Introducing the five successful projects from the second round of the , from a wide range of departments including the Department of Medicine, Centre for Environmental Policy, Department of Materials, the Education Office and the Department of Bioengineering. Find out about their proposed engagement activities and aims.

The projects were also featured in a recent news story.

Life growing up with HIV (led by Professor Sarah Fidler)

Whilst the treatment for HIV infection is very effective, young people growing up with HIV still endure huge stigma and ignorance about their condition, and often have to live with it in secret. Sometimes they may struggle to find the best way to talk to people about their experiences of living with HIV.

A researcher using a pipette

Through a collaboration between scientists, storytellers and a charity, this pilot project will collect personal stories from young people with HIV growing up in the UK. Their experiences will be developed into a powerful piece of storytelling to be shared at events, conferences and will be adapted into a film for wider distribution.

Telling their stories will give a voice to these young people and help develop their confidence; the project will also support health providers and families to understand the issues faced by these young people, and aims to emotionally engage with the wider public to help reduce stigma and encourage greater awareness.

Interactive theatre for young adults (led by Dr Zoe Harris)

This collaboration between theatre practitioners and researchers will develop short, interactive theatre pieces with 16 – 18 year olds, which will become part of a larger performance about global environmental change.

Nexus Theatre company in rehearsal

Following up on a successful 2017 pilot project, in which researchers and performers devised an original piece about the future of the earth called ‘POWER’, the team and the theatre company Nexus are introducing a new approach for devising short scenes that will be incorporated into the full production. They’ll run workshops at schools and sixth form colleges to encourage two-way engagement, share Imperial research, source material and inspiration, and to gauge what forms of communication and levels of scientific complexity would best engage that target audience. By directly learning from young people about the kind of content and communications they enjoy most, the final performance will be more impactful and relatable for that target audience.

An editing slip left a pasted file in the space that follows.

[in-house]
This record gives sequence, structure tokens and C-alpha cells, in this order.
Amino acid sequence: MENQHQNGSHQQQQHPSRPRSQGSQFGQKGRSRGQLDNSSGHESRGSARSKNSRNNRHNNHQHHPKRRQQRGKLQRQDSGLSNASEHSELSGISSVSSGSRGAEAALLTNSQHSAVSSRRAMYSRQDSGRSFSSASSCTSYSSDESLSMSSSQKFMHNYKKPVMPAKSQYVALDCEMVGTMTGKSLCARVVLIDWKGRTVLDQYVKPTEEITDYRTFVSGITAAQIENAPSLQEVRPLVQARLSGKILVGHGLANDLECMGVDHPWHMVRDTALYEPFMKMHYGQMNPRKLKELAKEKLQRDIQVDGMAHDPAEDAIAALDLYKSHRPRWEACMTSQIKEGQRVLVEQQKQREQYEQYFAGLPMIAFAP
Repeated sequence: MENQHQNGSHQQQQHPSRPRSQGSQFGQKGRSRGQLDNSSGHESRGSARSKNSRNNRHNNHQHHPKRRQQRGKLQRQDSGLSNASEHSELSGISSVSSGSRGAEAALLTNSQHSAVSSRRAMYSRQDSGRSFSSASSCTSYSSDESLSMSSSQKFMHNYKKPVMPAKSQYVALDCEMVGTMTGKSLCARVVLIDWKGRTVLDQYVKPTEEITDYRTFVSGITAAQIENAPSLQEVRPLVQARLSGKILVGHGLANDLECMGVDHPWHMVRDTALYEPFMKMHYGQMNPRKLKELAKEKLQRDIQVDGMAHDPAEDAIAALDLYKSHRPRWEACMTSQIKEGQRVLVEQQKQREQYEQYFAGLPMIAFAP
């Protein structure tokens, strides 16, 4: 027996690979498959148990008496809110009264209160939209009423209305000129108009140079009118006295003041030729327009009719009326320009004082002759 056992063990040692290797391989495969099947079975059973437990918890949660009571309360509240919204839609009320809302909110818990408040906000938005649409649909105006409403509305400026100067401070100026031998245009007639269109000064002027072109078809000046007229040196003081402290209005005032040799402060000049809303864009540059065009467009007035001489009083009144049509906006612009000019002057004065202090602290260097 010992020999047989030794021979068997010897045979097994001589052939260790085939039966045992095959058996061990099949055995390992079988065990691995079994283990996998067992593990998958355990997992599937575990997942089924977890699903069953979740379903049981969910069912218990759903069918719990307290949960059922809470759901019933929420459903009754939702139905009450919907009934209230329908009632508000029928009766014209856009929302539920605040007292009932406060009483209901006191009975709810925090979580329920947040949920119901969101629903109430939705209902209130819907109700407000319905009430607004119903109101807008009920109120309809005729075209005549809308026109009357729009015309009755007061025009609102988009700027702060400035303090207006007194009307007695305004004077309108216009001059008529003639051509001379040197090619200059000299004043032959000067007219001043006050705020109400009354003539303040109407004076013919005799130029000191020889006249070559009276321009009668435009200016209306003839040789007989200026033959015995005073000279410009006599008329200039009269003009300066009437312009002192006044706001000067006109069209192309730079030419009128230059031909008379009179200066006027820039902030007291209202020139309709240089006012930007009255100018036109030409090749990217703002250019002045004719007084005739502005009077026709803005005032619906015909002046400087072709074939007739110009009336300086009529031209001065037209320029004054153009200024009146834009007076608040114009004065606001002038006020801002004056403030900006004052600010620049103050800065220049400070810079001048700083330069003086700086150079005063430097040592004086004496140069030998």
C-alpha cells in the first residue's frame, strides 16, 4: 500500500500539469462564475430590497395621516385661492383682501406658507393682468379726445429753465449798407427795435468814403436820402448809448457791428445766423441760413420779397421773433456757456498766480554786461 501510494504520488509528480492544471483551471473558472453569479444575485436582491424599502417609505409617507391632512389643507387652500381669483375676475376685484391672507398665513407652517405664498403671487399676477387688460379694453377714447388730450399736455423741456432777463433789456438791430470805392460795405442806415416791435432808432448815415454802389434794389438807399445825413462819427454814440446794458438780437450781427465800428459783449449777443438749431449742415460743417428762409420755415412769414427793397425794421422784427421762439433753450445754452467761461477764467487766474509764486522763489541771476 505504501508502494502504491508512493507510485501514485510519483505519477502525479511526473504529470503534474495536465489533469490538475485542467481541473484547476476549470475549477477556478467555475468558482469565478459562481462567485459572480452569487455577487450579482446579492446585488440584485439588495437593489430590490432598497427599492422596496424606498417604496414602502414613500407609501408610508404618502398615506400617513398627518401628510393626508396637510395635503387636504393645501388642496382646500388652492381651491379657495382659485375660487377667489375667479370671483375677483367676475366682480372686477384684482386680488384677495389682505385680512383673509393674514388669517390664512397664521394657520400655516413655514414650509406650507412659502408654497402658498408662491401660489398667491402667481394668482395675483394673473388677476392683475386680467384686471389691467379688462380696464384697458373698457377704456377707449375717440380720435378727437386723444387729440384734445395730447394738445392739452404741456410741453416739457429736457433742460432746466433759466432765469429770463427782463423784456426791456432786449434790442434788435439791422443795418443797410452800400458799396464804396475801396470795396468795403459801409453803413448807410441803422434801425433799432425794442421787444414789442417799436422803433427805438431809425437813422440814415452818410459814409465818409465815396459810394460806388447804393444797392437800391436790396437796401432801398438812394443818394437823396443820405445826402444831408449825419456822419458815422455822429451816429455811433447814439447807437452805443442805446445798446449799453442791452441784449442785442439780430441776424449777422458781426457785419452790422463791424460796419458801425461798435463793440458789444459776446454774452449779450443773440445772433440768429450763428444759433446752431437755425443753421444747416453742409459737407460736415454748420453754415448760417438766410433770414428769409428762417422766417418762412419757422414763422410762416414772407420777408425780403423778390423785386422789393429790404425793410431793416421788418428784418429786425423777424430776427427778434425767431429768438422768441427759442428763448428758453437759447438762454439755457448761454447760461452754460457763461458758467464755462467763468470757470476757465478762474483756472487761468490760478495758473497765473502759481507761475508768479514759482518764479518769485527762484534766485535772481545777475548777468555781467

Science in the supermarket (led by Dr Stuart Higgins)

This project entails setting up an engagement stand in a Somerset supermarket for one weekend this Spring, with the aim of promoting and encouraging the study of STEM subjects to families. Young people in some regions of Somerset are less likely to go to university than the UK average, so this project is focusing in particular in these areas.

 Fresh fruit and vegetables in the supermarketA team of Imperial volunteers – many of whom are from the South West – will demonstrate their research to local young people, aiming to provide a fun, positive experience of STEM that challenges stereotypes. The team will also facilitate conversations with parents, sharing careers resources, case studies and local opportunities to help raise awareness and aspirations. It will also offer our staff a valuable opportunity to reflect on the value of their work in a wider societal context, and develop their engagement skills with hard-to-reach groups. 

Early inquirers (led by Dr Bianca Wilson)

An Imperial researcher engages with a nursery group

Young children engage in a variety of learning experiences before they start school, both formally and informally. While much focus has been given to the attainment gap of children from underprivileged backgrounds at primary and secondary school age, little attention has been paid to the early years. 

Early Inquirers will run activities that explore play-based inquiry and learning in STEM, targeting early years practitioners in formal settings and others working in community-based settings. They will consult practitioners on the barriers to supporting STEM, and will aim to raise awareness of the importance of and opportunities for fun in STEM from an early age.

The team will engage families and communities through learning activities in familiar spaces, such as libraries or children’s centres. In particular, the team intends to connect with families from ethnic minority and socio-economic groups that are typically underrepresented in science outreach, community activities and STEM more widely. 

Nurturing nature's innovations (led by Dr Jenna Stevens-Smith)

Nurturing nature’s innovations: from slug slime to dragonfly wings and fly vision will be exhibited at the Royal Society Summer Science Exhibition in July 2018, bringing together experts from the Department of Bioengineering and the Natural History Museum for the first time. A dragonfly on a branch

The team aims to capture the imagination of the public and school visitors through hands-on and video demonstrations exploring the everyday creatures that have inspired engineering innovations. From a virtual reality experience with the visual perception of a fly to experimenting with ‘slug glue’, the exhibit will enable visitors to discuss current research and ideas for the future with practising scientists and engineers. More broadly, it will raise awareness of the importance of the natural world. Taking part will offer Imperial and NHM staff the opportunity to develop their engagement skills, as well as gain valuable feedback on the direction of their own research and engagement.